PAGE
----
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A tense night at the Tony Awards ends in euphoria for Largo doctor Jeffrey Grove

Dr. Jeffrey Grove sat three-quarters of the way back from the stage at Radio City Music Hall, waiting for his moment.

The Largo physician made the trip with family to New York for Sunday’s Tony Awards, where he hoped to see his investment in Once on This Island rewarded.

They arrived through a VIP entrance, posing on a red carpet in color-coordinated outfits, Grove in a richly patterned silk brocade suit, his partner Gerald Sosa with a matching sash. His son, Garrett Grove, wore a matching pin.

Voters from the most prominent theater organizations had long since cast their ballots, so it’s doubtful the color combinations changed anyone’s luck. But it felt lucky.

Once inside, he posed for photos by a huge statue of the Tony award, a medallion.

"It was a dream being there," Grove said Monday.

PREVIOUS COVERAGE: How a Largo doctor became a Tony-nominated producer

A dream, but not easy. He said he was "anxious, nervous, excited."

That anticipation only built as the musical, nominated in eight categories, got shut out. Toward the end of a long night, there was only one left — the big one, for best revival of a musical. Grove had fallen in love with the show, a sort of Romeo and Juliet set in the French Antilles. He’d shed buckets of tears watching it and more than $100,000 cash, making him one of the show’s prominent producers. He believed in it.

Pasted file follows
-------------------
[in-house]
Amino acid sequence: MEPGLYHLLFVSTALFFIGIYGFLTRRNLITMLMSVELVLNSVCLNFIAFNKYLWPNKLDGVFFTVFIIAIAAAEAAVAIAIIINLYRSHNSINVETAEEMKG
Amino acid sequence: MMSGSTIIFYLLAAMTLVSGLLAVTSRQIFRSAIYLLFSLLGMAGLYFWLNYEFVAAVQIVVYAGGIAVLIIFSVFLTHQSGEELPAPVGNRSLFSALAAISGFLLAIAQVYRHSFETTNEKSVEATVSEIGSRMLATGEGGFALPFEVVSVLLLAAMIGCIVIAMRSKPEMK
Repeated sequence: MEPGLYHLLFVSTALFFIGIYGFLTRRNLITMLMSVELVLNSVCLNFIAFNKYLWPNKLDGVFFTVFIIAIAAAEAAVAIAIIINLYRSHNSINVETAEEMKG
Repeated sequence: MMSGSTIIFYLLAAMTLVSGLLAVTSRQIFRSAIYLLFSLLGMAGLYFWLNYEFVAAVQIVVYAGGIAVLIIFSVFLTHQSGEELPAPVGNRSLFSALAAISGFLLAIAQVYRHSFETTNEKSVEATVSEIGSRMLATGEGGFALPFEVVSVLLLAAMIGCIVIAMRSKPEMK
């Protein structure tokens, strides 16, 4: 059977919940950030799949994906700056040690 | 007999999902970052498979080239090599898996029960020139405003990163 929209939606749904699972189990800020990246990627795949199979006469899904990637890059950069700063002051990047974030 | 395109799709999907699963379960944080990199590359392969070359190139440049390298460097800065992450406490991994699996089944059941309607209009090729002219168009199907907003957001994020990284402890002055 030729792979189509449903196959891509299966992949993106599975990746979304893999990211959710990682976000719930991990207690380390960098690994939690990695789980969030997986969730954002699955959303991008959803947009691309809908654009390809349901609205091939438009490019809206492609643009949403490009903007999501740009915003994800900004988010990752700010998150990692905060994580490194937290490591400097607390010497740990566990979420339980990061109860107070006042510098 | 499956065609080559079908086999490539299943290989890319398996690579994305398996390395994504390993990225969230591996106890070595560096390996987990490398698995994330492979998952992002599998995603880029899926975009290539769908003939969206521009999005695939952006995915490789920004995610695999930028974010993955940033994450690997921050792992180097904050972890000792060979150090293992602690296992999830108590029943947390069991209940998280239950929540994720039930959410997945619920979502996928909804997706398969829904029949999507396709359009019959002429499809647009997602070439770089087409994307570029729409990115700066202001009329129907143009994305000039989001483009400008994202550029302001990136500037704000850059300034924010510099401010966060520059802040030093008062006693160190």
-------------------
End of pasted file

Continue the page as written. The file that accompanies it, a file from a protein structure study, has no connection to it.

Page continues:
Once on This Island was up against just two other shows, a talked-about Carousel with Renee Fleming, and a revamped My Fair Lady.

Actor Christine Baranski tore open the envelope.

The winner: Once on This Island.

Grove and dozens of others swarmed the stage. Back home, friends were snapping photos of their television screens to text to him. After the ceremony, when locals were turning in, the awards gala was just getting started. Grove and his entourage went to the Plaza Hotel ballroom, where a singer supplied by Feinstein’s/54 Below supper club performed. They then retired to the Vida Verde restaurant for the Once on This Island party.

Grove is not the only local connection to the Tonys. Quentin Earl Darrington, who played Agwe the god of water in Once on This Island, hails from Lakeland and graduated from the University of South Florida.

In the 1990s, Darrington won a talent scholarship through Ruth Eckerd Hall.

Robert Freedman, a former chief executive officer at Ruth Eckerd, later saw Darrington perform.

"He had a booming and very controlled voice with acting chops to go with the vocal abilities," Freedman said. Freedman told a producer friend, who invited Darrington to audition for the lead in the national tour of Ragtime.

Darrington won the role, helping to launch his career. Besides Once on This Island, his Broadway credits include revivals of Ragtime and Cats.

And St. Petersburg native Rachel Prather, who honed her performing chops at St. Petersburg Catholic High, Largo’s Eight O’Clock Theatre and the Francis Wilson Playhouse in Clearwater, plays Julia in The Band’s Visit, which swept the Tonys with 10 awards, including best musical.

Grove was delighted but not altogether surprised at Once on This Island’s win.

"I think our show had heart," he said. "There’s just so much emotion and love in that show. I think in the end, that’s what pulled us through.

"They’re all kind of similar in the sense of great, traditional revivals. Maybe it was because we were a little bit different. I’m certainly glad it worked out the way it did, though."

He planned to rest up Monday, then return on Tuesday and go back to work in Largo.

Contact Andrew Meacham at [email protected] or (727) 892-2248. Follow @torch437.

     
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